House Democrats said they would expand their probe into the White House’s handling of the Phillips contract, which they said was negotiated by Trump trade adviser Peter Navarro.
    “American taxpayers deserve to have their money well spent,” said Rep. Raja Krishnamoorthi, chairman of the House Subcommittee on Economic and Consumer Policy. “Incompetent negotiations by top Trump Administration officials, like Peter Navarro, wasted hundreds of millions of taxpayer dollars.”
    White House deputy press secretary Sarah Matthews said Navarro “played a vital role in our coronavirus response” by helping oversee federal contracts that helped create thousands of jobs.
    “While the Trump Administration has been focused on saving lives, House Democrats continue to focus on pointless investigations,” Matthews said.
    As the virus took hold and began to spread widely across the U.S. in March, governors and mayors of big cities urged Trump to use his authority under the Defense Production Act to direct private companies to ramp up production of ventilators. At the time, the national stockpile had only about 16,660 ventilators ready to deploy.
    Trump initially resisted calls to invoke the Korean War-era production act, but at the end of March he promised to deliver 100,000 new ventilators within 100 days. The president then tasked his son-in-law, White House adviser Jared Kushner, with leading the effort. During the month of April, HHS issued a flurry of emergency contracts to established ventilator companies, as well as U.S. automakers Ford and General Motors.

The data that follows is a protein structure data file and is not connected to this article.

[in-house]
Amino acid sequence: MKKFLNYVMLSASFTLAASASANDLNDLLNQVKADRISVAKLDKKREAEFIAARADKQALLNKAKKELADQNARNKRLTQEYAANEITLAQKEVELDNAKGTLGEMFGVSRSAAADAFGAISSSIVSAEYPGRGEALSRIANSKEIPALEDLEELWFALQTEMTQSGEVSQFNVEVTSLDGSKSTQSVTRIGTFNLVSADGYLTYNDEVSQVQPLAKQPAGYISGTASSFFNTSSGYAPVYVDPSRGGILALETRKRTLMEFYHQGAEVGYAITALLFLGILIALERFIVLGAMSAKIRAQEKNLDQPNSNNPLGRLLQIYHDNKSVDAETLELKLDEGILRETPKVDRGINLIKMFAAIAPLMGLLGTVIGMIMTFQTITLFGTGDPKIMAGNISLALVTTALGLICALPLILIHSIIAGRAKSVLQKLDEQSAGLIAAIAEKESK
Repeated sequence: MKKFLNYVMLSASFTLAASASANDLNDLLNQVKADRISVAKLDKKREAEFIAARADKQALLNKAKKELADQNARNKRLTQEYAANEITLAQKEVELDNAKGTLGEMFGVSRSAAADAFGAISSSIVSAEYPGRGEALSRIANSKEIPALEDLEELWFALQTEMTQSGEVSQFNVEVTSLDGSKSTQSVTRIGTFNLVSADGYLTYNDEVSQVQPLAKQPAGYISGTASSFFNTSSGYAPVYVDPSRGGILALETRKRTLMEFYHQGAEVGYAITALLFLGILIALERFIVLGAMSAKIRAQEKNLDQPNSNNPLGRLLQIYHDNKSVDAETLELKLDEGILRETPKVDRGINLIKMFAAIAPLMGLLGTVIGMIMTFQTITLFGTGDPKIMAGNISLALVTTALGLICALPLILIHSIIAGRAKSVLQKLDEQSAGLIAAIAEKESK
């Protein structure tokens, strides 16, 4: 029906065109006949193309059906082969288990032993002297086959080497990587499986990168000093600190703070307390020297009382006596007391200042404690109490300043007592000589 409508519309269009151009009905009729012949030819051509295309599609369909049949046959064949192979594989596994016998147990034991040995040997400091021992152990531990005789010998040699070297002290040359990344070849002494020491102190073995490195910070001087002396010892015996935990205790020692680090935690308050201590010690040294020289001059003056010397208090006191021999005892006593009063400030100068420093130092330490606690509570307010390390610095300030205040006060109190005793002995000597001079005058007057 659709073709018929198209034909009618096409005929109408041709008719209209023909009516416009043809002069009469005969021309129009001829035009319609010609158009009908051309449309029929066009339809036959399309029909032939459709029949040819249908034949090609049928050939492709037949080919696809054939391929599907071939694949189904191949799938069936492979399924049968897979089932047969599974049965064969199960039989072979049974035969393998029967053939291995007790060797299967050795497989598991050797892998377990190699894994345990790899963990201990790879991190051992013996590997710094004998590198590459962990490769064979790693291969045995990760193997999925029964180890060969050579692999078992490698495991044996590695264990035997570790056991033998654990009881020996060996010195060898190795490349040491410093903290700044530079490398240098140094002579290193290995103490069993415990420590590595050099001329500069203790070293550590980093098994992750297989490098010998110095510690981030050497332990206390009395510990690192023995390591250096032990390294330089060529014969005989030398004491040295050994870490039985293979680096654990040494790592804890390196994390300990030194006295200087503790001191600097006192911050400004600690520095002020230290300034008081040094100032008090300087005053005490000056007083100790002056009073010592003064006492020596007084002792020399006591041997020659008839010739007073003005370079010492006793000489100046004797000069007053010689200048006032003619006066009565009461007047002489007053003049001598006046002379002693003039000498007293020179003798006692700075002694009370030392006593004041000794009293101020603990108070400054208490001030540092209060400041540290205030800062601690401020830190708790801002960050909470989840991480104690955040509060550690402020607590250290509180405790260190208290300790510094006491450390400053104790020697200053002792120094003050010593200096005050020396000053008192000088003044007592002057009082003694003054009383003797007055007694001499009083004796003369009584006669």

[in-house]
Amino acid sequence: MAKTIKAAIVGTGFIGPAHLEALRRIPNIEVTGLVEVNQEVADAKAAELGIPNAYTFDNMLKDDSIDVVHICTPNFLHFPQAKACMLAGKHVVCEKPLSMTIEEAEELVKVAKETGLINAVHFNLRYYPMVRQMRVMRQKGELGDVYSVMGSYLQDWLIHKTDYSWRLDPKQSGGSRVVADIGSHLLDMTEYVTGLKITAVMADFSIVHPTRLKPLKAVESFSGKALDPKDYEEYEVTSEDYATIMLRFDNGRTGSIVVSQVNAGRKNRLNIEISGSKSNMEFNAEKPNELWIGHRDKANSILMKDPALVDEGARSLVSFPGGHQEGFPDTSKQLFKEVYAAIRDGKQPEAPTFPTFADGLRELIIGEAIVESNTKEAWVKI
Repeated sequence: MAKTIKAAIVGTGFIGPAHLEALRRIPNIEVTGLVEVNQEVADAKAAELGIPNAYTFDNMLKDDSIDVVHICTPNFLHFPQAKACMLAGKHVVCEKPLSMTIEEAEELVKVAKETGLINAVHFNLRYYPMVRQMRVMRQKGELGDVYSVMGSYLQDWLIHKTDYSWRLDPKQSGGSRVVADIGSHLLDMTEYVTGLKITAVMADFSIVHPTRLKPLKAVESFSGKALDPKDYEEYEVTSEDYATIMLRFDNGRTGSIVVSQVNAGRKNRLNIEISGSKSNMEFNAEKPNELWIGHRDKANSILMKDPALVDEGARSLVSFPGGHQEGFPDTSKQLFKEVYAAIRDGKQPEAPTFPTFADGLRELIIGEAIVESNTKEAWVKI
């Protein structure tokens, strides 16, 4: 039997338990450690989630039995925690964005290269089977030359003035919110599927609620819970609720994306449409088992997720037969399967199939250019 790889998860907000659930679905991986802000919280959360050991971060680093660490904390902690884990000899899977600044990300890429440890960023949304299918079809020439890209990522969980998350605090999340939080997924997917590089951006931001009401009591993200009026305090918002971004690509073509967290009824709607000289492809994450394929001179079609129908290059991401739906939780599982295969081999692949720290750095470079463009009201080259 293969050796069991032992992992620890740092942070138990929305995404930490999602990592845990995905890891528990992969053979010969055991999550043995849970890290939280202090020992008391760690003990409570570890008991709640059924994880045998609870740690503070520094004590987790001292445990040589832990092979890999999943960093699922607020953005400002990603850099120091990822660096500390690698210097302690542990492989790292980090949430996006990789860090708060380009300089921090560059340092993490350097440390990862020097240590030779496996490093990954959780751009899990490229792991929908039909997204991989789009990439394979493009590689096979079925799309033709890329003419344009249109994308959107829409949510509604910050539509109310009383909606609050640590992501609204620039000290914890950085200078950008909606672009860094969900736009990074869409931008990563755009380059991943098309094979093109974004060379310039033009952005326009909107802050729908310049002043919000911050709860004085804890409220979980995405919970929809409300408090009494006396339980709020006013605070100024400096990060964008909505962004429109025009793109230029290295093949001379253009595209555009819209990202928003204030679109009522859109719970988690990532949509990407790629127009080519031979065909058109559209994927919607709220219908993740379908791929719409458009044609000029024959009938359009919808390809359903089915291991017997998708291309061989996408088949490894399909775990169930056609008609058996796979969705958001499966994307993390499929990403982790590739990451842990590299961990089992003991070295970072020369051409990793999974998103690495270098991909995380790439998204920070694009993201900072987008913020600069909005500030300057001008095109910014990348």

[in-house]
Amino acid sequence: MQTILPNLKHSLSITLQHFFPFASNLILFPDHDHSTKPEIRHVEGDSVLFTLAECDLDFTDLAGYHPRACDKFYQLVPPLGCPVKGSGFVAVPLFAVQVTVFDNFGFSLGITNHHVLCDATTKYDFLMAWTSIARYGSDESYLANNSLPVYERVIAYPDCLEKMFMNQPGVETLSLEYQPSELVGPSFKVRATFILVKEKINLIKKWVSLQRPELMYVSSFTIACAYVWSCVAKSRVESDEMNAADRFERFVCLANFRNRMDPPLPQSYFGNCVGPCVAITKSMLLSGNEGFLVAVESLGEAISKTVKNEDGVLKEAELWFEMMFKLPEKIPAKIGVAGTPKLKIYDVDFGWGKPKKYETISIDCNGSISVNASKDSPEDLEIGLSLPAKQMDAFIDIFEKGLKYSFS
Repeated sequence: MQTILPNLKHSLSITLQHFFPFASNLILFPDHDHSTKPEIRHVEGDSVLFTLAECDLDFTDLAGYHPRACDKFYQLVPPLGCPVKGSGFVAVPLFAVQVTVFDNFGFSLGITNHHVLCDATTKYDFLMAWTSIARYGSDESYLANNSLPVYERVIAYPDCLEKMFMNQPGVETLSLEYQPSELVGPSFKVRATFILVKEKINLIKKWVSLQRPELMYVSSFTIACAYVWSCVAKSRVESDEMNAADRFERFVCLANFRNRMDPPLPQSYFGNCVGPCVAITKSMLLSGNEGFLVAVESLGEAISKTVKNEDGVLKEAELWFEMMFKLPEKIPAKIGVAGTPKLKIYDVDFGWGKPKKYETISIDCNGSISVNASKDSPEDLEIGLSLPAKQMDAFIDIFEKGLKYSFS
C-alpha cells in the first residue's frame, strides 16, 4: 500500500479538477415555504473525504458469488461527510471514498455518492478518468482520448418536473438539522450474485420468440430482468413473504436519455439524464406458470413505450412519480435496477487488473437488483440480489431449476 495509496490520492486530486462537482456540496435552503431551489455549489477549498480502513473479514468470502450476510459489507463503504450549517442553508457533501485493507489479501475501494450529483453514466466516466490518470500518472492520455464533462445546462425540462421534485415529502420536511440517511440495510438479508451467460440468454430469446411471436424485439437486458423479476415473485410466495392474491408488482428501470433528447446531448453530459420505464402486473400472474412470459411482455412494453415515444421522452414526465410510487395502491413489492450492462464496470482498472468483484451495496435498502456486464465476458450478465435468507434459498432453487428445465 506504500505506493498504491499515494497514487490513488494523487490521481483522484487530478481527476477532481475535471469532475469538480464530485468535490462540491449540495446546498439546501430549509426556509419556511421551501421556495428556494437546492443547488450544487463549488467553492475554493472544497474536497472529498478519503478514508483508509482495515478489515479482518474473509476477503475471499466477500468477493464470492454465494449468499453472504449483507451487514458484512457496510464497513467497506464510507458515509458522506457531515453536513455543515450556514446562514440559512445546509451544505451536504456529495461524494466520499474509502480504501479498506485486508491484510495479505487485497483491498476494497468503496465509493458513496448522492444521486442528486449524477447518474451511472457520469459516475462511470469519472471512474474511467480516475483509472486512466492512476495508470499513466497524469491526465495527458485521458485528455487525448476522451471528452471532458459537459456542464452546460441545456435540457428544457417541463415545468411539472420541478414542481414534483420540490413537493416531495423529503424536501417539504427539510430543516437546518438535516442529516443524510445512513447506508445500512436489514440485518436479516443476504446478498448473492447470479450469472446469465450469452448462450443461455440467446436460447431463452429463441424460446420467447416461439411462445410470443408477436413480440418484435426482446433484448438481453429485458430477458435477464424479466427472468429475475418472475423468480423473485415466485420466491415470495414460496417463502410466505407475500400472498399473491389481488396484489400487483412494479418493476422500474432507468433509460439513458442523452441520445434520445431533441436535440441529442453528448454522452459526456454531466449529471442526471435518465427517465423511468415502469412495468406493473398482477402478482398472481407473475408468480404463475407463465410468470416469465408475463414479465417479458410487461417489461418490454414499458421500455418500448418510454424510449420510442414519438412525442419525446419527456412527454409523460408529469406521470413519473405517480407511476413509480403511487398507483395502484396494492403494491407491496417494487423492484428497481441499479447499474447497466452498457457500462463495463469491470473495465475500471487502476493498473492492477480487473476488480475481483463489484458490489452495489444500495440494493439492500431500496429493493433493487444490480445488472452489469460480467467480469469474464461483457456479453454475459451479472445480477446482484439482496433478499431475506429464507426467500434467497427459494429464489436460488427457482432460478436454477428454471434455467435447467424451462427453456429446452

“We became the king of ventilators, thousands and thousands of ventilators,” Trump boasted in an April 29 speech.
    But by the time the new machines were being delivered to the stockpile in the early summer, most doctors were moving away from the widespread use of ventilators in all but the most critically ill COVID-19 patients due to high death rates for those put on the machines.
    The AP reported in May that the administration had issued contracts for delivery of nearly 200,000 ventilators by the end of 2020 — roughly twice what experts then predicted the country would need.
    GM said Tuesday it has finished making all 30,000 ventilators under its $489 million contract. Ford announced earlier it had finished making 50,000 ventilators for the government at a cost of $336 million.


  7. On September 2, 2020 at 8:09 am,
    cfs says:

    California just passed SB145, which allows offenses NOT to be treated as sex offenses if the age differential is 10 years or less.
    i.e. An 18 year old can rape an 8 year, but it is no longer a sex offense under CA Law.
    Those Democrats are truly evil.